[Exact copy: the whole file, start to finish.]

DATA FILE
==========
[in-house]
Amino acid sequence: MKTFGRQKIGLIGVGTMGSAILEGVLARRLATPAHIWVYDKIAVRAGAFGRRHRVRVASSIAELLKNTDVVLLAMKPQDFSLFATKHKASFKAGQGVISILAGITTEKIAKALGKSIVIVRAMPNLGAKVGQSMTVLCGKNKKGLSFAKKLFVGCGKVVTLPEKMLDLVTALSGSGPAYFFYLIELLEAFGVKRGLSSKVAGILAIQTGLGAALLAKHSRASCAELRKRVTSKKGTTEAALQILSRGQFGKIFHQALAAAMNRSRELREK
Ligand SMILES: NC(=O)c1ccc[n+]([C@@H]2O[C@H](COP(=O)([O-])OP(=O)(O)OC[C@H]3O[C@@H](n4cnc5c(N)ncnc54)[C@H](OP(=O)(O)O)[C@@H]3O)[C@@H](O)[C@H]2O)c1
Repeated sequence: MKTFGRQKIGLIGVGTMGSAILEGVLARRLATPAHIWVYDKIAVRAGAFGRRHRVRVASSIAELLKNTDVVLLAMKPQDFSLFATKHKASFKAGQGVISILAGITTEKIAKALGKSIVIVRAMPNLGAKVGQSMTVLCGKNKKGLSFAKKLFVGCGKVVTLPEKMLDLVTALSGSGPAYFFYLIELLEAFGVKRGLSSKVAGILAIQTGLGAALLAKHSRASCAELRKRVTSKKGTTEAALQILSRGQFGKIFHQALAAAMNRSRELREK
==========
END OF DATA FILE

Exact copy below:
[in-house]
Amino acid sequence: MKTFGRQKIGLIGVGTMGSAILEGVLARRLATPAHIWVYDKIAVRAGAFGRRHRVRVASSIAELLKNTDVVLLAMKPQDFSLFATKHKASFKAGQGVISILAGITTEKIAKALGKSIVIVRAMPNLGAKVGQSMTVLCGKNKKGLSFAKKLFVGCGKVVTLPEKMLDLVTALSGSGPAYFFYLIELLEAFGVKRGLSSKVAGILAIQTGLGAALLAKHSRASCAELRKRVTSKKGTTEAALQILSRGQFGKIFHQALAAAMNRSRELREK
Ligand SMILES: NC(=O)c1ccc[n+]([C@@H]2O[C@H](COP(=O)([O-])OP(=O)(O)OC[C@H]3O[C@@H](n4cnc5c(N)ncnc54)[C@H](OP(=O)(O)O)[C@@H]3O)[C@@H](O)[C@H]2O)c1
Repeated sequence: MKTFGRQKIGLIGVGTMGSAILEGVLARRLATPAHIWVYDKIAVRAGAFGRRHRVRVASSIAELLKNTDVVLLAMKPQDFSLFATKHKASFKAGQGVISILAGITTEKIAKALGKSIVIVRAMPNLGAKVGQSMTVLCGKNKKGLSFAKKLFVGCGKVVTLPEKMLDLVTALSGSGPAYFFYLIELLEAFGVKRGLSSKVAGILAIQTGLGAALLAKHSRASCAELRKRVTSKKGTTEAALQILSRGQFGKIFHQALAAAMNRSRELREK